Eight months on trains and buses and you understand why it is called "luggage". My stuff consisted of a medium sized rolling suitcase and a daypack. I carried only a small point and shoot digital camera, the Cannon PowerShot G3. I was also severely limited in the number of books I could haul around. For every country I needed a general tourist guide in English. I was forced to buy these books as I moved and discard them by donating them to the hostel as I left each country. I also carried a small European bird book and made it even smaller by ripping out all the pages except those that described the birds.
Even as light as I traveled I managed a severe injury to my shoulder. Travel light. Leave hair dryers, telescopes and anything you think might come in handy at home. If you really need something you can buy it there. One guide suggested that before you leave home, gather up your luggage and walk up about 3 flights of stairs and then down again. Then repack leaving out anything unnecessary. Test the stairs again. One thing I can promise you is that an extended trip will improve your physical conditioning.
Here are some luggage suggestions. Forget fancy luggage. Buy a rolling duffle bag at Walmart $15 and a medium size backpack for a carry on (binoculars, camera, wallet, prescription drugs). Buy a cloth body safe to wear under your clothes. In it put your passport, backup credit cards, money, drivers license, plane ticket. In your backpack carry only a few Euros and one credit card. Be ready to phone the credit card company if it is stolen by having the phone number in your body safe. Have a second card in your body safe to start using immediately. Don't let your trip be ruined by losing your wallet. I rented cars in several countries and never needed anything other than my New Hampshire drivers license and my passport.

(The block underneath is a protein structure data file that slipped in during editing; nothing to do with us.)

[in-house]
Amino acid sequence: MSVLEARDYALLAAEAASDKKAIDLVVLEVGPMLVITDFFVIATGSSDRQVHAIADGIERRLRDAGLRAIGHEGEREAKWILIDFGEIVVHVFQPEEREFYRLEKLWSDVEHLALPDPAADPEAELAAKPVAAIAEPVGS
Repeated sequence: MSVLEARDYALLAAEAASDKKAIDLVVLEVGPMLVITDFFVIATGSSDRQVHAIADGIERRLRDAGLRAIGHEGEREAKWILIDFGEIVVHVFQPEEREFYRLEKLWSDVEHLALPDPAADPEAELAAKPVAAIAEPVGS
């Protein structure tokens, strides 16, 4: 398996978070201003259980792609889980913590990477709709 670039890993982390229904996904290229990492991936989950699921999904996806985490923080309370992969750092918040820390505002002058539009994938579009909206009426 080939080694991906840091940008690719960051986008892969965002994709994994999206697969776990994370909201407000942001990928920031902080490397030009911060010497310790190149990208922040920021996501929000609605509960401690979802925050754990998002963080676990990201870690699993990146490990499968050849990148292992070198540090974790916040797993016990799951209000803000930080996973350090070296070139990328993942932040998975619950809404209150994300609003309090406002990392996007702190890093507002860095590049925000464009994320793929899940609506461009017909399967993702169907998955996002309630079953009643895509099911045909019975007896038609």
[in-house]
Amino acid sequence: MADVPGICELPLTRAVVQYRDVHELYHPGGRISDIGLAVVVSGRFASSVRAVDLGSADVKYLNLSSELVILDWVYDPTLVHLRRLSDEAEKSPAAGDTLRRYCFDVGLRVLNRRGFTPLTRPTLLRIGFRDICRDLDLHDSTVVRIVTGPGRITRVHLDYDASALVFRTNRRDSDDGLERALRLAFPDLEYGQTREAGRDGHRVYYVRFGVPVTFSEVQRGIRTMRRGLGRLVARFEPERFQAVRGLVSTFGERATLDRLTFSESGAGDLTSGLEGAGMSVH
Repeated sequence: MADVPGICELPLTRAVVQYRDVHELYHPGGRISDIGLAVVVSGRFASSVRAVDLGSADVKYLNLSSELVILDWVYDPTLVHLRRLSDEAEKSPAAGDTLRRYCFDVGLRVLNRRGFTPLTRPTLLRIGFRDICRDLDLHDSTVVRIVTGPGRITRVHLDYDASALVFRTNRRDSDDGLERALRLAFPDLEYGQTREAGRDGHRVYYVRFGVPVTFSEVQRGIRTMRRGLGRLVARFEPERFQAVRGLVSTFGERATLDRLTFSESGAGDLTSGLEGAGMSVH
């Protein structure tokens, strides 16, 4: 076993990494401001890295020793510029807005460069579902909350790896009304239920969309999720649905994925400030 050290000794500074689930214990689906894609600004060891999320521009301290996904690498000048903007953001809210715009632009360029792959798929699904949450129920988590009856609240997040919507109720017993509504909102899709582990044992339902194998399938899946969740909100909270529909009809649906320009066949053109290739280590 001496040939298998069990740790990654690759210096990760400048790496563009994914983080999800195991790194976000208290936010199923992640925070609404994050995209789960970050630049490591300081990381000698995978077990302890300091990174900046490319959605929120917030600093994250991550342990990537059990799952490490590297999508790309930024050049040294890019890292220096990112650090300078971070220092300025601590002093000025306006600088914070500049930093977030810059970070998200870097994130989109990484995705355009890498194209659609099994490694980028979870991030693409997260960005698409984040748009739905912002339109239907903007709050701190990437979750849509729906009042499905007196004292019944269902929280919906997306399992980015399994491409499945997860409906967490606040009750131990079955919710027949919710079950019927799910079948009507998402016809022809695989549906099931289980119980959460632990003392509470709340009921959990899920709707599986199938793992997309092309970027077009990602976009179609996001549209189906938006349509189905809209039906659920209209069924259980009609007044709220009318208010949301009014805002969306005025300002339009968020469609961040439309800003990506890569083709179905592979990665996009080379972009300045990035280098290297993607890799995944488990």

Limit your clothing even your underwear.
Each night wash out your clothes and hang them up to dry.
Once in a while run a load of laundry at the hostel. Remember a
baseball cap identifies you as an American.
If you are leaving the next day and want to take a shower in the morning, take the pillow slip off of your bed and use it as a towel so that you do not have to leave with a wet towel the next day. They are going to wash the pillow slip anyway.
In most hostels you will have a wooden
locker which you secure with your own lock. Many hostels
are closed from 10 AM until 3 PM and everybody has to leave.
If you don't have a locker you will have take all your valuables
with you so leave the telescope at home. I never had my
stuff bothered with in any hostel. If the day's activity
is to tour the Louvre and you don't have a locker, you will have
to carry your binoculars all day.